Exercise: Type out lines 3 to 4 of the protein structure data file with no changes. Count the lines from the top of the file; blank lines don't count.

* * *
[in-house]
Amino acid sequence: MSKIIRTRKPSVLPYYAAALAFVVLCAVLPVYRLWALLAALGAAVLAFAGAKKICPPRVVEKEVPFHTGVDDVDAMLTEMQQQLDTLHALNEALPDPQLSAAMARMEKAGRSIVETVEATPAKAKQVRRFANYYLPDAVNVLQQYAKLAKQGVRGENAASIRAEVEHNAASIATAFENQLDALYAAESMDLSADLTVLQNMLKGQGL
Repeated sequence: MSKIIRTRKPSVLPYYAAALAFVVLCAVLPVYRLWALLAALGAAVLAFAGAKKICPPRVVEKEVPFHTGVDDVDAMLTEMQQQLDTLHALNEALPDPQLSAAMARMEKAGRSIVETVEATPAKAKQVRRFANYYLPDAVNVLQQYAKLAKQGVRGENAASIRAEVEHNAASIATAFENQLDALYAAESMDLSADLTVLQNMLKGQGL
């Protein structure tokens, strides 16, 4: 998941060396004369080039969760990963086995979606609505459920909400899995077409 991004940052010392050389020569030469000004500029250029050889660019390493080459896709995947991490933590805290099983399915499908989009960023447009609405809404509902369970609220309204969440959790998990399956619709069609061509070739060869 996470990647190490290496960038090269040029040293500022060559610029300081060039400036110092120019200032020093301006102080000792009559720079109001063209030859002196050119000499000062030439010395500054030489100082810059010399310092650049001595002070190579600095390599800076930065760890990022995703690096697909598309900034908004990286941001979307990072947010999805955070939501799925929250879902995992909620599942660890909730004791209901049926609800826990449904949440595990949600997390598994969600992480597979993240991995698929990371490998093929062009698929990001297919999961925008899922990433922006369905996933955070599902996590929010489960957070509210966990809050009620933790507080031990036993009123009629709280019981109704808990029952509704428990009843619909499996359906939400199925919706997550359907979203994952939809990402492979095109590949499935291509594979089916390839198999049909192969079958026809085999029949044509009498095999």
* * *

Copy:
Repeated sequence: MSKIIRTRKPSVLPYYAAALAFVVLCAVLPVYRLWALLAALGAAVLAFAGAKKICPPRVVEKEVPFHTGVDDVDAMLTEMQQQLDTLHALNEALPDPQLSAAMARMEKAGRSIVETVEATPAKAKQVRRFANYYLPDAVNVLQQYAKLAKQGVRGENAASIRAEVEHNAASIATAFENQLDALYAAESMDLSADLTVLQNMLKGQGL
């Protein structure tokens, strides 16, 4: 998941060396004369080039969760990963086995979606609505459920909400899995077409 991004940052010392050389020569030469000004500029250029050889660019390493080459896709995947991490933590805290099983399915499908989009960023447009609405809404509902369970609220309204969440959790998990399956619709069609061509070739060869 996470990647190490290496960038090269040029040293500022060559610029300081060039400036110092120019200032020093301006102080000792009559720079109001063209030859002196050119000499000062030439010395500054030489100082810059010399310092650049001595002070190579600095390599800076930065760890990022995703690096697909598309900034908004990286941001979307990072947010999805955070939501799925929250879902995992909620599942660890909730004791209901049926609800826990449904949440595990949600997390598994969600992480597979993240991995698929990371490998093929062009698929990001297919999961925008899922990433922006369905996933955070599902996590929010489960957070509210966990809050009620933790507080031990036993009123009629709280019981109704808990029952509704428990009843619909499996359906939400199925919706997550359907979203994952939809990402492979095109590949499935291509594979089916390839198999049909192969079958026809085999029949044509009498095999």